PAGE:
Can Police Officers Give Opinions About Your Statements in a Criminal Trial?
In any criminal trial, the jury is the “trier of fact.” This means it is up to the jury to listen to all of the testimony and decide if the prosecution has met its burden to prove the defendant’s guilt beyond a reasonable doubt. To help protect the jury’s role, there are a number of rules in place as to what the prosecution–and its witnesses–can and cannot say during the trial.
For example, the Florida Supreme Court has said that a witness cannot testify as to what they “believed” a defendant’s statements meant. Put another way, it is not up to a witness, such as a police officer, to give opinion testimony as to the defendant’s guilt. A witness may offer an interpretation of “coded words” that may have been used in the course of an alleged criminal act, but ultimately, it is up to the jury to decide on its own whether certain statements are incriminating or not.
Second District Orders New Trial for Man Charged with “Attempted Deriving Support from Prostitution
Indeed, the Florida Second District Court of Appeal recently ordered a new trial in a criminal case where a detective did offer such improper opinion testimony. In McSweeney v. State, a judge placed a defendant on probation for a number of charges related to drugs and prostitution. This case began when an undercover Orlando vice detective answered an advertisement on a website frequently used to promote sex trafficking.
A woman responded to the detective’s call. The two arranged to meet. The detective admitted at trial that they did not “speak specifically about sex,” but she indicated “her hour is a hundred,” which the detective interpreted as her price for sex. The woman later arrived at a motel room rented by the detective. The defendant was with her.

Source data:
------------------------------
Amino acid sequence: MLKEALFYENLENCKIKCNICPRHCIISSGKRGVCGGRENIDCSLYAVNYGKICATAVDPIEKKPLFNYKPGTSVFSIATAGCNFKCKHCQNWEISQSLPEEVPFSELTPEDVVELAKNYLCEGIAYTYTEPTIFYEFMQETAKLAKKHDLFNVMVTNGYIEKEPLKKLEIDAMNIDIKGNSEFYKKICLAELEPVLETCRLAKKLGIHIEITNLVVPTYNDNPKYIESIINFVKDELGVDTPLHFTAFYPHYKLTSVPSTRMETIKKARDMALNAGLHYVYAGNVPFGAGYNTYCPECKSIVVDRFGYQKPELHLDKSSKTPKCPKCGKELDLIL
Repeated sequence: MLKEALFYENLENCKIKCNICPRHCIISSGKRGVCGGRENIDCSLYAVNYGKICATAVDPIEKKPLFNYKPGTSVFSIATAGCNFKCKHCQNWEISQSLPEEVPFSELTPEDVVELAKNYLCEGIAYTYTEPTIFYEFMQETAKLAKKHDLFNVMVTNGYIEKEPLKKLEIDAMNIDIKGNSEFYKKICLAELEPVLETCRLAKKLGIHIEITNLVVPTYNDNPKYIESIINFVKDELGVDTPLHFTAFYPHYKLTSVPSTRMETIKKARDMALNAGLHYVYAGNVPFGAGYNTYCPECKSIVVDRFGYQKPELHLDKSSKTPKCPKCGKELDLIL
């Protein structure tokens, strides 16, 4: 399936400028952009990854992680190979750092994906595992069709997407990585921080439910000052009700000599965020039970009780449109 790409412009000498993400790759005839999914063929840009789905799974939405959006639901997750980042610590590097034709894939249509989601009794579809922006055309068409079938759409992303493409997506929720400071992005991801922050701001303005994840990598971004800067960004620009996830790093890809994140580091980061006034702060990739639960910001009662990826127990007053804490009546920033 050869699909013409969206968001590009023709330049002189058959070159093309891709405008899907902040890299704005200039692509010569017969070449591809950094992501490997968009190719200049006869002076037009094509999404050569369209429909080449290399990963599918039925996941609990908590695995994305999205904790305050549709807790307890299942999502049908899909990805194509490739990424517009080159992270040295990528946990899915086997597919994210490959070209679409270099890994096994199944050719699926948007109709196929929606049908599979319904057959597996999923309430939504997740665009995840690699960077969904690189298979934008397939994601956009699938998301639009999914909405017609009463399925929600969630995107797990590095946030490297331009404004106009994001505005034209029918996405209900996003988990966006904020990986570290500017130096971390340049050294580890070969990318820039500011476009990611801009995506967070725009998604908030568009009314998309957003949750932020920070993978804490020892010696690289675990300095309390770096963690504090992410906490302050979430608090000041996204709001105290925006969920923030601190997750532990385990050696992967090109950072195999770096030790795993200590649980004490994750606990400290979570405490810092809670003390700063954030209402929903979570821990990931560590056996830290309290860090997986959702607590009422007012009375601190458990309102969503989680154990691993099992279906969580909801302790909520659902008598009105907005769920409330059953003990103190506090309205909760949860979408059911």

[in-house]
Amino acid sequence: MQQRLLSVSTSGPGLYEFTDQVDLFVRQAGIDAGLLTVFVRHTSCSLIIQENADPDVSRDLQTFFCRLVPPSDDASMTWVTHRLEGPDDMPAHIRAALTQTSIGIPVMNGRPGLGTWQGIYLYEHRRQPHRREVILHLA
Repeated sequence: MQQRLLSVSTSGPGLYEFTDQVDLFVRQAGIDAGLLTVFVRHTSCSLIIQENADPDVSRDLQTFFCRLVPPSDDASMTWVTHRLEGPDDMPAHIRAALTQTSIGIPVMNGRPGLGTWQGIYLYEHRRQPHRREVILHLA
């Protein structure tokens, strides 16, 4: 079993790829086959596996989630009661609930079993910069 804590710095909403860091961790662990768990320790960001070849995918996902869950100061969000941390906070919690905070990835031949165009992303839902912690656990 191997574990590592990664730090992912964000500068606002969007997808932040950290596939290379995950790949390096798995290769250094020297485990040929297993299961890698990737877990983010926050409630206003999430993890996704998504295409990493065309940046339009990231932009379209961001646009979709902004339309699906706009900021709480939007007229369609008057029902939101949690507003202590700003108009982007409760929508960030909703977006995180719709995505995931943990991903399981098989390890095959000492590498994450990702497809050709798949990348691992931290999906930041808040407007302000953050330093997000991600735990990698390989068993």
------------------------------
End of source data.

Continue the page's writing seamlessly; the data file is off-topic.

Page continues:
There was then a brief exchange between the defendant and the detective. The detective testified at trial that the defendant asked for additional money upfront. When the detective resisted, the defendant said, “Give me half, you feel me. She can go in and do her thing.” The detective still would not pay the money. The woman still went into the hotel room with the detective and was arrested for attempted prostitution. The defendant was also charged with “attempted deriving support from proceeds of prostitution.”
Testifying under defense cross-examination, the defendant admitted he never told the defendant “that he planned to have sex with [the woman] or that it was a prostitution.” On redirect, the prosecutor invited the detective to interpret what he thought the defendant’s statement, “She can go in and do her thing” meant. The detective said it meant “she can go in and have sex with me.”
The Second District said the trial judge erred in not sustaining the defense’s objection to this testimony. It was up to the jury to decide for itself what the defendant meant. This was not a case, the appeals court observed, where the detective was explaining a “code word” to the jury, such as the street name of a drug. As such, the defendant was entitled to a new trial.
Speak with a Miami State Crimes Defense Attorney Today
There are strict rules governing the admissibility of evidence in all criminal trials. These rules help ensure the defendant receives a fair trial. An experienced Miami criminal lawyer will make sure these rules are followed. If you are facing a state criminal charge and need legal assistance, contact the Law Office of Julia Kefalinos today at 305.676.9545.
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